The present usage of best-practice anti-malaria drugs, optimal forms of pilot training in high-G environments, and some forms of optimal fitness training for the soldiers are also examples of the end results of military medical research.
Ethics has always been an integral component of every walk of life. The profession of arms, like any profession, lays down codes of conduct for medical too that bind members of a ship, a regiment, or a squadron, or an entire service or nation. Many tenets of military medical ethics at the national or international level are understood as the Laws of War, most formally codified in the Geneva Conventions. (Pearn, 2005, 10) By contrast, at the individual level, issues of medical ethical import are a recent phenomenon. (Day, 2005, 349) Military dictates of discipline, control by line of command, and the subservience of any individual rights for the greater aim-all are themes that, at least in the historical context, have made medical ethics questions irrelevant.
The core doctrines on which the discipline of medical ethics is built beneficence, non-maleficence, autonomy, and justice often represent the antithesis of what service members are required to do. (Gillon, 2004, 186) Historically, a parallel system of loyalty, respect, courtesy, and chivalry has evolved to form an alternative modus operandi that binds those who command to those who obey.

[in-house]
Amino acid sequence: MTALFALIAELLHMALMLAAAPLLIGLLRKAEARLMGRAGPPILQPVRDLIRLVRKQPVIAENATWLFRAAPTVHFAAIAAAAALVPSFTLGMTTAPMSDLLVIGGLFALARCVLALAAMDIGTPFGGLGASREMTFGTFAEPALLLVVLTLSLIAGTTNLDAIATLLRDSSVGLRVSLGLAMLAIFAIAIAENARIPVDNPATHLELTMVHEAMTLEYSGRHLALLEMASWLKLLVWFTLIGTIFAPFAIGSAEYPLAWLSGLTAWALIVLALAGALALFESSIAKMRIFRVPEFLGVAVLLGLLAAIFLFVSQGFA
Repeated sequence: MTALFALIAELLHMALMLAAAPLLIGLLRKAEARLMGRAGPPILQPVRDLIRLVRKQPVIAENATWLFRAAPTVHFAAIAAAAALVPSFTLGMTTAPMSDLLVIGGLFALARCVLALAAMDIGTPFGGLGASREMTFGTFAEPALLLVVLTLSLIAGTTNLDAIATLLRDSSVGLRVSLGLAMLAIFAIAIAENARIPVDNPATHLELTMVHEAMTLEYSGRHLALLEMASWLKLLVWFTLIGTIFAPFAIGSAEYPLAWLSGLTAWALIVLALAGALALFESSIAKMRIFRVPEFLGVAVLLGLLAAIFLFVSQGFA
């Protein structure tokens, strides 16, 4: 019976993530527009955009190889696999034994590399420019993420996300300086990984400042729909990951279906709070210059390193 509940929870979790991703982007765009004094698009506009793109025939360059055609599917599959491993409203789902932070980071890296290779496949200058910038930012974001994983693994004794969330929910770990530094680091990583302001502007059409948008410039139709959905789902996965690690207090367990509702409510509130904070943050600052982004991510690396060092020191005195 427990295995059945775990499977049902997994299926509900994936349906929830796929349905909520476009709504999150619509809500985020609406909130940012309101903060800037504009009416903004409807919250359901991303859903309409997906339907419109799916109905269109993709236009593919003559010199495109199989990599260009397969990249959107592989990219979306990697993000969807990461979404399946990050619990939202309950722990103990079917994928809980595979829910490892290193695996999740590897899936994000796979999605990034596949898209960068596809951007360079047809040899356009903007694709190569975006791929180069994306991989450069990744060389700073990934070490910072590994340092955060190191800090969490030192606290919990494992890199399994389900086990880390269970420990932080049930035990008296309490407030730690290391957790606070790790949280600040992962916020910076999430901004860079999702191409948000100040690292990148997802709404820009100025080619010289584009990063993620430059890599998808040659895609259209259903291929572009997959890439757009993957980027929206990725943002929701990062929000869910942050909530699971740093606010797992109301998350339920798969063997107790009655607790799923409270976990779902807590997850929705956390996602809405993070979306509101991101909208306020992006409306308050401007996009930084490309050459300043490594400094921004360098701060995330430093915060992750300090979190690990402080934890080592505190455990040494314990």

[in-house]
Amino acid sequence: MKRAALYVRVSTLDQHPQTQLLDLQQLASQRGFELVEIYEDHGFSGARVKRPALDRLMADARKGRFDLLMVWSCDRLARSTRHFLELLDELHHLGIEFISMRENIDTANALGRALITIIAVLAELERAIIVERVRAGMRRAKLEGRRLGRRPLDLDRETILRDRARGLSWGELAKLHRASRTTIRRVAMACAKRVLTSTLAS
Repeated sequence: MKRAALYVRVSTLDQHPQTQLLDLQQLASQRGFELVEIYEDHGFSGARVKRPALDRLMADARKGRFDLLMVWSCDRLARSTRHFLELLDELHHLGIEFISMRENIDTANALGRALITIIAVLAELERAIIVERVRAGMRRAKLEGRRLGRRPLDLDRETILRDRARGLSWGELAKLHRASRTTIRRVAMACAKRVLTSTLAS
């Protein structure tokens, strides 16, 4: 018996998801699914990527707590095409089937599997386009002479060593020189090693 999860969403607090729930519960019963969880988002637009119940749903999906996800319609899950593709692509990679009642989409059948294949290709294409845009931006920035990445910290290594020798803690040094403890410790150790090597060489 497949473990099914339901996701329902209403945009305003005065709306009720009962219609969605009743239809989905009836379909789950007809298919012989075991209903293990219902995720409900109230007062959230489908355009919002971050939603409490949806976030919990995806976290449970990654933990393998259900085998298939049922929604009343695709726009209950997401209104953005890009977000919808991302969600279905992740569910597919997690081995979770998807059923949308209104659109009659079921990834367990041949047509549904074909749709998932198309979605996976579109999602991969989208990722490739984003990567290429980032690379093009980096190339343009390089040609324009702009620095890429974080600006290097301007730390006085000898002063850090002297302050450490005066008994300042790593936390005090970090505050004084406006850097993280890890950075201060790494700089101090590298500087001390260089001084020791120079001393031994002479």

According to Pearn (2006) since the Second World War, and specifically since the Nuremberg Trials of 1945 and 1946, the medical ethics responsibilities, indeed some medical ethics rights, of service members have been specified. The International Military Tribunal was established by the London Agreement of August 8, 1945. Representatives from the United States, the United Kingdom, and the Soviet Union (and with the provisional membership of France) formed the Tribunal. Subsequently, 19 other nations accepted the provisions of its